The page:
This study focuses on the 2006 landslide tragedy in the Philippines, where an entire community, including its people, its productive assets, and its socio-cultural resources, was totally buried. It reports on the various levels of recovery that have been achieved among the provision of community services and facilities such as health, education, recreation, infrastructure, livelihood opportunities and psychosocial services; and identifies the limitations of the principle of "build back better" as well as those areas of concern in which the principle can best be applied.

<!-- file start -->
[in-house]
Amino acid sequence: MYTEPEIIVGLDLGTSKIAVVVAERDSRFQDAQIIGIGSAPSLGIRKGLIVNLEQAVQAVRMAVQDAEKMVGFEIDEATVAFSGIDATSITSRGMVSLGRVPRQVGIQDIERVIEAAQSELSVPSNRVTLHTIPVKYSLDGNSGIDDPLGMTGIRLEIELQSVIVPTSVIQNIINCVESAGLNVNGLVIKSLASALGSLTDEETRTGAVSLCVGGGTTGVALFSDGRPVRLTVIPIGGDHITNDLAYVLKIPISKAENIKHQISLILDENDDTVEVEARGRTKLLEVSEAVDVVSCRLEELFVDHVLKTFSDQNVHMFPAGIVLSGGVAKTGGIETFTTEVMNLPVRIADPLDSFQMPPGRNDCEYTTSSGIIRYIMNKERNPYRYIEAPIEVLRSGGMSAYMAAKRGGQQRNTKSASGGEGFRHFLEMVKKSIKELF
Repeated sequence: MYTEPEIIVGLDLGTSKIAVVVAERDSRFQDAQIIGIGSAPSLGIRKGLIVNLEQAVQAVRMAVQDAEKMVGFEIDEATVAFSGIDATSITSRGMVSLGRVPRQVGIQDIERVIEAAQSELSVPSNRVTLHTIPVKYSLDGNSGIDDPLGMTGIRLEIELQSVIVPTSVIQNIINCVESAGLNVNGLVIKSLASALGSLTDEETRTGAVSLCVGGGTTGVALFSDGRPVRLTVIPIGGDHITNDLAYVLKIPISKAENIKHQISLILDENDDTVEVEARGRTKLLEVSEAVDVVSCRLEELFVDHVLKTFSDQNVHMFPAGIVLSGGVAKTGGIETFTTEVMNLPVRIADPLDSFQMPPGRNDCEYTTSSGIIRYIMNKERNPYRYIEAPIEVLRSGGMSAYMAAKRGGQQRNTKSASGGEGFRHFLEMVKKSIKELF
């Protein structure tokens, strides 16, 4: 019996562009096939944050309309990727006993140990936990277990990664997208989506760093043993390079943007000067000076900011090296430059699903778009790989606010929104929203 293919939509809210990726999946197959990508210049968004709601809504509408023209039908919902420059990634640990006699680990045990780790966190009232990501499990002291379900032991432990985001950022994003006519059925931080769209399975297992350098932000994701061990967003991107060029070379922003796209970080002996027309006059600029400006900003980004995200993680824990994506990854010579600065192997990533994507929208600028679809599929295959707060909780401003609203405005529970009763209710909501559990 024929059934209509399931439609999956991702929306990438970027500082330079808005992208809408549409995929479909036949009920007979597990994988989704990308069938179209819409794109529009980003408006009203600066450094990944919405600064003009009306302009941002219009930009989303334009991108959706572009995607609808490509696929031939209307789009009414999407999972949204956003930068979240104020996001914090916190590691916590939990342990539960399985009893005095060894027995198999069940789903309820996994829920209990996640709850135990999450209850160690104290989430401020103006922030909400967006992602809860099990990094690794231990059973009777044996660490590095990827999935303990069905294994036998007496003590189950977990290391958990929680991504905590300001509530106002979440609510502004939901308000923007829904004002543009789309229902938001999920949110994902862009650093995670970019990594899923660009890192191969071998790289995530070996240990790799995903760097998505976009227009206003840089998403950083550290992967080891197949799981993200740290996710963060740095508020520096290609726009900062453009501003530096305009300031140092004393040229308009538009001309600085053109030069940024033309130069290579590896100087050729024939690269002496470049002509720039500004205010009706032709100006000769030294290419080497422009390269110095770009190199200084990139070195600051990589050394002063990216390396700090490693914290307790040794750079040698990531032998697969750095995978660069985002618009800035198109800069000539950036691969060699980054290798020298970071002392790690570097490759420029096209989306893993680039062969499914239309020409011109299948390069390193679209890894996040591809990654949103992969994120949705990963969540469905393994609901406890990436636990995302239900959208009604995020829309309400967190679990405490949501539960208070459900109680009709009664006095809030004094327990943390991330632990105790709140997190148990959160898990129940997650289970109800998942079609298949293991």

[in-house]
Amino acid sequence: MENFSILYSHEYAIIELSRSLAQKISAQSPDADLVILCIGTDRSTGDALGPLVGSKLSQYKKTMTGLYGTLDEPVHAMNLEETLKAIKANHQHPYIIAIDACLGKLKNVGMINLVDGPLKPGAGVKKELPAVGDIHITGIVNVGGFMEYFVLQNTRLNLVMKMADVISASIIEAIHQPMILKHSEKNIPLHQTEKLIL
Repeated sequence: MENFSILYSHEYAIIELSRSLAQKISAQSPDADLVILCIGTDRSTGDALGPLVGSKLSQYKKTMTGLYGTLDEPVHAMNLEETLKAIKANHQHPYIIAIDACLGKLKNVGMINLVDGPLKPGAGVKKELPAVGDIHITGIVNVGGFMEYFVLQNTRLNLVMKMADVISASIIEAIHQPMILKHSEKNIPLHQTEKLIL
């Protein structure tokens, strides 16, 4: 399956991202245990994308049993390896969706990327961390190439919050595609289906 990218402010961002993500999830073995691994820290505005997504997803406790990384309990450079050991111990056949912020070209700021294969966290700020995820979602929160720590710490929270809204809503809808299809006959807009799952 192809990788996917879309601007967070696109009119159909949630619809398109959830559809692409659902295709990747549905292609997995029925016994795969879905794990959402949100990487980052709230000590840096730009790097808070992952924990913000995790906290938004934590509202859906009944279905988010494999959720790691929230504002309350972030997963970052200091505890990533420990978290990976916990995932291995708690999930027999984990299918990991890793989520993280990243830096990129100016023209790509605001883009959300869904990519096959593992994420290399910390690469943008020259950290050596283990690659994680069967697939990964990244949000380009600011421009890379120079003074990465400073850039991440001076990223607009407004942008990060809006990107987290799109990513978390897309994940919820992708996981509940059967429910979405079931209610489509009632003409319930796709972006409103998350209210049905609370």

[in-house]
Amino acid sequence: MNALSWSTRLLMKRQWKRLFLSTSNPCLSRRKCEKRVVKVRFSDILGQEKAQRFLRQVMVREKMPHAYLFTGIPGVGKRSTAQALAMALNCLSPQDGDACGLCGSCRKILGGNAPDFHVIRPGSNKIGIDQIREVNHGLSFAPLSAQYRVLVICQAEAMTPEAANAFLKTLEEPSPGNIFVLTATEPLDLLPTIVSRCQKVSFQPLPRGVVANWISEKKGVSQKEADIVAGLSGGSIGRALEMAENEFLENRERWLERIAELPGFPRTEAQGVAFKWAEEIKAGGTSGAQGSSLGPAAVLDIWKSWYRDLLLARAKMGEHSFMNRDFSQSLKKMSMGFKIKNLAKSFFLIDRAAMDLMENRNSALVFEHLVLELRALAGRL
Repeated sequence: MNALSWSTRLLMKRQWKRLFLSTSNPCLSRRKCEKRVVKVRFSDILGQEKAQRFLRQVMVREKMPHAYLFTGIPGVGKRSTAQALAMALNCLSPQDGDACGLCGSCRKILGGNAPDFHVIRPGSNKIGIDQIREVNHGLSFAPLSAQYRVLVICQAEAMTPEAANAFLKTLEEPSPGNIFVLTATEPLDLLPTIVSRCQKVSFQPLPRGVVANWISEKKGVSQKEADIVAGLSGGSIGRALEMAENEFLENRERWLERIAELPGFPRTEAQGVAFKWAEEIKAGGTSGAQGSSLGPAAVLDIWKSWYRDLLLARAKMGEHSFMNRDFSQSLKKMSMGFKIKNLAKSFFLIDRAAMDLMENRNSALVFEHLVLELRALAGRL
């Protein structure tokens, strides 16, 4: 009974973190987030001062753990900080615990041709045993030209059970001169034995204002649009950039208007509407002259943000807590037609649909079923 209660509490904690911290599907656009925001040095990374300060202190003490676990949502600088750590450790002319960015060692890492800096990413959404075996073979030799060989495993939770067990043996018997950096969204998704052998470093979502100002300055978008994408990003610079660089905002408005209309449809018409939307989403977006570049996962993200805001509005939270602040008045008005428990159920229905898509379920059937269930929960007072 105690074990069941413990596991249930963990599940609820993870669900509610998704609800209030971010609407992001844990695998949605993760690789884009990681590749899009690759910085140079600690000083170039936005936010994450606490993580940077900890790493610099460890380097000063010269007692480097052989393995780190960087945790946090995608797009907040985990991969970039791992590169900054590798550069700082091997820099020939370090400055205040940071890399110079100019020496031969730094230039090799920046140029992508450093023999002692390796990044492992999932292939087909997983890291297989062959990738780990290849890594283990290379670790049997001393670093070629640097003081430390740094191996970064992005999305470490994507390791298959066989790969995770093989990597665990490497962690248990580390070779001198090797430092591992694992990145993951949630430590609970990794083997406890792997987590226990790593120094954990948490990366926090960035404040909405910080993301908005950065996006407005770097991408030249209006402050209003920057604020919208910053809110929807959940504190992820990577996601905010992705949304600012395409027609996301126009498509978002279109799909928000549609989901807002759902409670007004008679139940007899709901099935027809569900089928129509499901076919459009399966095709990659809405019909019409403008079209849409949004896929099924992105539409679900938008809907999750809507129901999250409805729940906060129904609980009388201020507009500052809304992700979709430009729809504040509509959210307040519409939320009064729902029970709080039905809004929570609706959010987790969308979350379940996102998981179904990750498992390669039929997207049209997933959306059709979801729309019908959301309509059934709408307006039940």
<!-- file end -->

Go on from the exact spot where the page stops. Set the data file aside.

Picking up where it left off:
It affirms that disaster recovery has to be advocated for and mainstreamed in national and local development planning, education, and mass media programs so that the principle of "build back better" can be achieved. It also calls for available early warning systems for landslide hazards to become a part of the preparedness and recovery efforts.
Format: Digital (Free)